• Italian, French, Arabic, Mandarin Chinese, Korean: Since I studied and learned these languages in a highly academic setting, my immersion in their equivalent countries depicts a more formal and serious version of myself. It is more difficult for me to express my English self in these languages, not for lack of abilities, but because my thoughts were framed differently when learning these.

B: Do you change when speaking a second language? If so, how? why do you think it happens?

K: I do change when speaking another language. In my experience, English and Portuguese have not been primarily used in formal occasions. My quirky personality often takes over and I can use my linguistic nuances to make a point whether or not the interaction can be considered a formal or serious one. Additionally, comfort in a language, despite an individual’s ability, will impact the way you can observe changes in personality. 

B: What language do you identify yourself most with? Why?

K: I mostly identify with English, but that is not to say that my brain is not a mishmash of at least seven languages. Psychologically speaking, your state of mind and thought process is shaped by your life experiences. For example:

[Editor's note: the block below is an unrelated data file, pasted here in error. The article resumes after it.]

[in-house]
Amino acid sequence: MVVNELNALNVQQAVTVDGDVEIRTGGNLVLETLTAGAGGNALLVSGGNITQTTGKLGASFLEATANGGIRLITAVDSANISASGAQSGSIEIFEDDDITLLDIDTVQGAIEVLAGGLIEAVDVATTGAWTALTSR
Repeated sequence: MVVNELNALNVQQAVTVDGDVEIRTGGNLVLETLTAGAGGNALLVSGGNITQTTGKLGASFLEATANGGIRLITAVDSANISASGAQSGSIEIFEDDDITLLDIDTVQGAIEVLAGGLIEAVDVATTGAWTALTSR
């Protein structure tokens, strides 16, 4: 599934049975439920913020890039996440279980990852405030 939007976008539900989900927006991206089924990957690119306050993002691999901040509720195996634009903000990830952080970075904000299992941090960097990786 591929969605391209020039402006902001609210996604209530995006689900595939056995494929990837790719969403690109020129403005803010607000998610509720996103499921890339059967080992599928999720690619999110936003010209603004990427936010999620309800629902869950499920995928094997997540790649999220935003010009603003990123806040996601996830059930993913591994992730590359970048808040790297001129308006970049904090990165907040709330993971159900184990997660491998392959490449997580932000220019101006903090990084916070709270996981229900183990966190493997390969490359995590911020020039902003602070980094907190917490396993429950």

•  I learned basic mathematics in Portuguese when I was a child, and to this day, if I have to do quick math in my head, I do it in Portuguese. Same goes for the months of the year. I may be fluent in English, but in my head, I say the months of the year in Portuguese;
  • Waking up from a fainting episode, my emergency survival brain, as I like to call it, is in Portuguese;
  • If I am resolving a complex problem, I process information in English;
  • If I am learning a new language, I take all my notes generally in English and French as these were the first two foreign languages I learned;
  • I exclaim and emphasize points in all of my other languages mixed in my everyday vocabulary. My friends and family have gotten used to it.”

It is evident that there is an undeniable link between language and ethnic identity.

When an individual uses a language or a second one, they are presenting their ethnic identity to the world and this process is not as simple as one could think. It involves the choice of linguistic repertoires that are employed as well as the identities that are construed. In fact, in many contexts, multiple identities can be construed depending on the areas of life such as education, home, etc.

Learning a new language goes beyond acquiring a new linguistic system. The whole experience involves being part of a new world, a new way of behaving and understanding ‘the other’ from a different perspective.

About Betia Rodrigues 10 Articles
A Brazilian journalist living in Ireland. Hold a master's in Journalism and Media Communications from Griffith college. Passionate about writing, producing videos and languages.